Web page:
(Bruce Pittman, 1986)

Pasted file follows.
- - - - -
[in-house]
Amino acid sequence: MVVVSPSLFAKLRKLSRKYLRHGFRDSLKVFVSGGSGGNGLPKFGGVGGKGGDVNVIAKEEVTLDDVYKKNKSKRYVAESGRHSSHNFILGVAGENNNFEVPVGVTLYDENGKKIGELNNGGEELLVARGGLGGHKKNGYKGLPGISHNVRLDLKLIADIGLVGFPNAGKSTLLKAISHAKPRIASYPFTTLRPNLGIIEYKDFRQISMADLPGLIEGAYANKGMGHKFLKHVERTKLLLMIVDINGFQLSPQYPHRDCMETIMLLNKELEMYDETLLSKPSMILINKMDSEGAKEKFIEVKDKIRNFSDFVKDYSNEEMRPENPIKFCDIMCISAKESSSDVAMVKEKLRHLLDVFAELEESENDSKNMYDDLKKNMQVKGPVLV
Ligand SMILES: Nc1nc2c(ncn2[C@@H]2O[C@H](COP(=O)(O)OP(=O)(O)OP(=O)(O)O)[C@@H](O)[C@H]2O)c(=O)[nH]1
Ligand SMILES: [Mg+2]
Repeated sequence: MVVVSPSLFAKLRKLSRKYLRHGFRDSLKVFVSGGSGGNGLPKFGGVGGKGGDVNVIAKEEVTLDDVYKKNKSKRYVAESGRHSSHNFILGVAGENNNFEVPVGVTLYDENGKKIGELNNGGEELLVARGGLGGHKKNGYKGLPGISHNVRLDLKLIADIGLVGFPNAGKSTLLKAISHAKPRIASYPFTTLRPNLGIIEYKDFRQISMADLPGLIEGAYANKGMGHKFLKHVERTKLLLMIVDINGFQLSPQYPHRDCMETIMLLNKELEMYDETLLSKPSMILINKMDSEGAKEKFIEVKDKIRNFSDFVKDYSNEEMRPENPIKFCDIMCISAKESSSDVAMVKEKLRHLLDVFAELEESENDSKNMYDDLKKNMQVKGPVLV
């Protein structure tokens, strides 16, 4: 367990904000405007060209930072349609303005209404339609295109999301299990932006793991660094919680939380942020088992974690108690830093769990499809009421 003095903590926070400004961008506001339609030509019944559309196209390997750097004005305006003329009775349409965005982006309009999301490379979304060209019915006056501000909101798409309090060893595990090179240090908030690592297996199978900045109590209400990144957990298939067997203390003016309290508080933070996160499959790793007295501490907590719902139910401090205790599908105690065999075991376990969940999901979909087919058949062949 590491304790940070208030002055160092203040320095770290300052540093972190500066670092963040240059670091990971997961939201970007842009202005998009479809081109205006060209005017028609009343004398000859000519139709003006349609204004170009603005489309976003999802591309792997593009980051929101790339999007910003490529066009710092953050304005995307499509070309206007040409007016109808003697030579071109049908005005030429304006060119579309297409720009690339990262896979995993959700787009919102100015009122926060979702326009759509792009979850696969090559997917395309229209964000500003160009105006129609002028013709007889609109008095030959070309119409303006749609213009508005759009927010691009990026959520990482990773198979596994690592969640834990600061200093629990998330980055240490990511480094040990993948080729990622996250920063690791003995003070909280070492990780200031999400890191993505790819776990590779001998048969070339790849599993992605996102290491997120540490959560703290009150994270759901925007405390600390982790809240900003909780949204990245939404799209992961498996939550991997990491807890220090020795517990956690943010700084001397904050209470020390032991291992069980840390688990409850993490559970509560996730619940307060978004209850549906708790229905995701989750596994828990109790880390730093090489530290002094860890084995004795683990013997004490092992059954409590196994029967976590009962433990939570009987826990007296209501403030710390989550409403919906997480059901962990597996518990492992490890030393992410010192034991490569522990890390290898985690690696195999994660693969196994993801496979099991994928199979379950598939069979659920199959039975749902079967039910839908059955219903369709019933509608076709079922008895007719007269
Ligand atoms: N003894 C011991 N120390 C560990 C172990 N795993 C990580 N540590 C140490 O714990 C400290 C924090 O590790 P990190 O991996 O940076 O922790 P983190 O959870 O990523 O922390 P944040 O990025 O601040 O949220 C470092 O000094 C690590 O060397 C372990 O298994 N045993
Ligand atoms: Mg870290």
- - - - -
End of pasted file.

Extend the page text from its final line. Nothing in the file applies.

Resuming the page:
Again, here's a slick piece of hackwork that shows an improbable knowledge of film history. The generic noir trappings are familiar and somewhat unsatisfying, splitting the difference between fine period detail and a super-defined, slickly abstracted visual sensibility that reminds me more than anything of "The Big Crimewave". There's also a nod to "Psycho" in the protagonist-rotation at the end of the first act, and a you-do-the-math final shot that actually invokes "Citizen Kane". The plot machinations can be enjoyable although the stakes are depressingly low, and they should have kept us with the protagonists, OUTSIDE the walls of that scary old house: maybe they didn't want to play the country-folk-as-Other game, but it was a bad decision to drop the aura of mystery for a bunch of questionable domestic drama. And producer Anthony Kramreither just can't make a movie without slathering on the strippers to no great purpose. Still, it's got a good eye for detail and some cool moments.